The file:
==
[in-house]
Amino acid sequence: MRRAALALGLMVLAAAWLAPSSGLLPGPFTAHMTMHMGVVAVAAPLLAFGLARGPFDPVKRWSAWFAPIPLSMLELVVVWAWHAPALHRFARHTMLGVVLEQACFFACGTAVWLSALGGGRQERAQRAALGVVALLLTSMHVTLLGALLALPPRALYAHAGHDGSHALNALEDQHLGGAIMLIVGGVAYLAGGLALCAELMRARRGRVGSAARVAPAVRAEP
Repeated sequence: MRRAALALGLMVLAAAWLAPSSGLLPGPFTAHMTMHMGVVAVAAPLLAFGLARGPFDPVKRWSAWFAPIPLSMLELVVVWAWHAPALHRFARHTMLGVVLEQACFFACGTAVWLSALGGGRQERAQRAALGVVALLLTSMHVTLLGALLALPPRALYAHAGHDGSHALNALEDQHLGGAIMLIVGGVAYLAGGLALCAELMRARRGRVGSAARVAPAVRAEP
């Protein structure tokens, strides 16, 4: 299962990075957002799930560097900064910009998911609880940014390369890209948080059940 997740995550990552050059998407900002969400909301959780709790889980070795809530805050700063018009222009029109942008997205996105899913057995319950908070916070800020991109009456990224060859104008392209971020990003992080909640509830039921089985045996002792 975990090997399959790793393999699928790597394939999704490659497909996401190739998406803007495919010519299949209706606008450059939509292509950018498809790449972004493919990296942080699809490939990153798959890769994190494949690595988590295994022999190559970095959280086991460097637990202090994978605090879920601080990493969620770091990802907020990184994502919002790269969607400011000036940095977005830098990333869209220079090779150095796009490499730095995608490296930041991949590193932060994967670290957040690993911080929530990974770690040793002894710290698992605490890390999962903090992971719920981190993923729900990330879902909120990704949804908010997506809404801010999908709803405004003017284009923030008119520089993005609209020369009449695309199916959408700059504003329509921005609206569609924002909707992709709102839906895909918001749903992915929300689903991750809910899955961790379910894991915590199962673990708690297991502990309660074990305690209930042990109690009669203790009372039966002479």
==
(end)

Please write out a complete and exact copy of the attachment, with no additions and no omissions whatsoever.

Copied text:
[in-house]
Amino acid sequence: MRRAALALGLMVLAAAWLAPSSGLLPGPFTAHMTMHMGVVAVAAPLLAFGLARGPFDPVKRWSAWFAPIPLSMLELVVVWAWHAPALHRFARHTMLGVVLEQACFFACGTAVWLSALGGGRQERAQRAALGVVALLLTSMHVTLLGALLALPPRALYAHAGHDGSHALNALEDQHLGGAIMLIVGGVAYLAGGLALCAELMRARRGRVGSAARVAPAVRAEP
Repeated sequence: MRRAALALGLMVLAAAWLAPSSGLLPGPFTAHMTMHMGVVAVAAPLLAFGLARGPFDPVKRWSAWFAPIPLSMLELVVVWAWHAPALHRFARHTMLGVVLEQACFFACGTAVWLSALGGGRQERAQRAALGVVALLLTSMHVTLLGALLALPPRALYAHAGHDGSHALNALEDQHLGGAIMLIVGGVAYLAGGLALCAELMRARRGRVGSAARVAPAVRAEP
């Protein structure tokens, strides 16, 4: 299962990075957002799930560097900064910009998911609880940014390369890209948080059940 997740995550990552050059998407900002969400909301959780709790889980070795809530805050700063018009222009029109942008997205996105899913057995319950908070916070800020991109009456990224060859104008392209971020990003992080909640509830039921089985045996002792 975990090997399959790793393999699928790597394939999704490659497909996401190739998406803007495919010519299949209706606008450059939509292509950018498809790449972004493919990296942080699809490939990153798959890769994190494949690595988590295994022999190559970095959280086991460097637990202090994978605090879920601080990493969620770091990802907020990184994502919002790269969607400011000036940095977005830098990333869209220079090779150095796009490499730095995608490296930041991949590193932060994967670290957040690993911080929530990974770690040793002894710290698992605490890390999962903090992971719920981190993923729900990330879902909120990704949804908010997506809404801010999908709803405004003017284009923030008119520089993005609209020369009449695309199916959408700059504003329509921005609206569609924002909707992709709102839906895909918001749903992915929300689903991750809910899955961790379910894991915590199962673990708690297991502990309660074990305690209930042990109690009669203790009372039966002479």